Legal environment is another factor that can pose serious challenge to Beauty Cosmetic as it expands in European market. These regulations would include the tariffs, quotas, documentation, and import regulation. Other regulations include various investment tax, income tax and employment laws (Doole and Lowe 118). The company will therefore have to depend on the treaties native country shall have made with Europe so as to successfully venture into the new market. For example, General Agreement on Tariffs and Trade (GATT) is a profound treaty that will allow the Beauty Cosmetic Company to be part of the international transaction of member nations and therefore eliminate the barriers associated to trading in Europe (Stevens 67).

The other issues that Beauty Cosmetic will have to contend with are linked to Europe’s economy. For instance, the level of income and expenditure patterns on beauty cosmetics is relatively low among the population in various countries in Europe as most people would prefer to spend much in health care insurance policies as opposed to cosmetics (Longenecker and Gale 62). Consequently, as Beauty Cosmetic Company takes advantage of the wide spread and high income rate among the youths, it must consider and find ways of convincing people to invest in beauty cosmetic products and services.

Beauty Cosmetic Company might also be forced to regulate its prices for health competition at the expense of maximizing profit. That is, being a new entrant into Europe, it might be forced to reduce its prices as initial introduction that is favorable with the current market price even if the products were of higher quality that those from existing companies (Stevens 67). To address the price challenge, Beauty Cosmetic Company might be forced to lease with other companies dealing in beauty cosmetics and the government to regulate its prices. However, such move might either take longer than necessary or turn to be too expensive in the long run. This is because different countries have different means and procedures of regulating prices which might not consider quality of the products and services (Hisrich 68).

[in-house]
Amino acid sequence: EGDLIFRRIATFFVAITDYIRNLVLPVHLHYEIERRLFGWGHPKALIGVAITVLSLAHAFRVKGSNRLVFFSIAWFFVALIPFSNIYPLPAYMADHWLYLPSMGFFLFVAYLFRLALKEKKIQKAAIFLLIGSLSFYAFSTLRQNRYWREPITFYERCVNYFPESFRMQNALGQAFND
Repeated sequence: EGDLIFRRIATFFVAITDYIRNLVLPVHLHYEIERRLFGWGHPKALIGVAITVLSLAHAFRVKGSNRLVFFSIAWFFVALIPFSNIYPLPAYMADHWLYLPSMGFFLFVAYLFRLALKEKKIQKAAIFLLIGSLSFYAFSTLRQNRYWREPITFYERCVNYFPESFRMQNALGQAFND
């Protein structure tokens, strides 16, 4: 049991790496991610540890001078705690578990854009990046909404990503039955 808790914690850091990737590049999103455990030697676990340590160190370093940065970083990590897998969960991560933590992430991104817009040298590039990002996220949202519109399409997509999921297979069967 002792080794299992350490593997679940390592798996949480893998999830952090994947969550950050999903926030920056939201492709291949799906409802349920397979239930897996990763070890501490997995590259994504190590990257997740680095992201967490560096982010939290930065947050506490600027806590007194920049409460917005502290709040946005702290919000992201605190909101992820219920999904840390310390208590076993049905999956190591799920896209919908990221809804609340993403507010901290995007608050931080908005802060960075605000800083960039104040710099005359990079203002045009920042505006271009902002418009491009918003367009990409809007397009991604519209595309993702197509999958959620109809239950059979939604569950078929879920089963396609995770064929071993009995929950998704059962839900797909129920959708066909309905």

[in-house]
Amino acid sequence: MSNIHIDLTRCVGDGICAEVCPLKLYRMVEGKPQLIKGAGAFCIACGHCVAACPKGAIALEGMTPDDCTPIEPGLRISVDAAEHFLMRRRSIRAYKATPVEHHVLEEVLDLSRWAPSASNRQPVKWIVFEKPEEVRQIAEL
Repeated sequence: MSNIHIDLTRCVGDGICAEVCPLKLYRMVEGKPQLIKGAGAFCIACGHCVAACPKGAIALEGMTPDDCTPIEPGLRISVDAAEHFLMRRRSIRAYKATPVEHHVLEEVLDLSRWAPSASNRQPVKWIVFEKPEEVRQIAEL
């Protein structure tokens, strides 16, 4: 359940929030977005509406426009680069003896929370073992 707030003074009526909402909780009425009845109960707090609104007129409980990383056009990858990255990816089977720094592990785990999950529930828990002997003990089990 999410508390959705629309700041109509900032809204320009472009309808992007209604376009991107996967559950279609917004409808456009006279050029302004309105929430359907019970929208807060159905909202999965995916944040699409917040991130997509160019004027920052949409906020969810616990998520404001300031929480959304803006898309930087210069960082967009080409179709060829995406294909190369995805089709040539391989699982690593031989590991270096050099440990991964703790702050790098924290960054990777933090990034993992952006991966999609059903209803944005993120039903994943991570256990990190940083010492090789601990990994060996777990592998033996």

Socio-cultural might also pose challenge to Beauty Cosmetic Company. For instance, some people might simply ignore the products irrespective of their quality because they are manufactured by a new or foreign company. The literacy level, general education, language, and religious affiliations of the company’s clientele would determine their take and subsequent purchase of the Beauty Cosmetic Company’s products and services especially after adverts. Similarly, the ethical consideration of beauty cosmetics in Europe has been rated as low as 20% thereby posing threat on the purchasing ability of the clients (Lee 350).

At the same time Beauty Cosmetic can choose to be mobile by introducing the beauty products that are required in the market at the moment and later on changing the strategy based on market demand. Although most of the population in Europe is literate, still majority are better speakers of their native language which will directly influence how Beauty Cosmetic Company is to be received. In fact, most people prefer and understand adverts made in native language than English. Similarly, the most countries in Europe are Catholic, Protestant, and Pentecostal faithful. These religious beliefs have trained their followers to shun the use of cosmetics (Tyson and Schell 193). Consequently, Beauty Cosmetic Company’s successful expansion will largely depend on its ability to advertise in native language and promote the use of descent work, success, clothing, food, and language. It must also respect the social values and religious beliefs, and cultural norms (Tyson and Schell 193).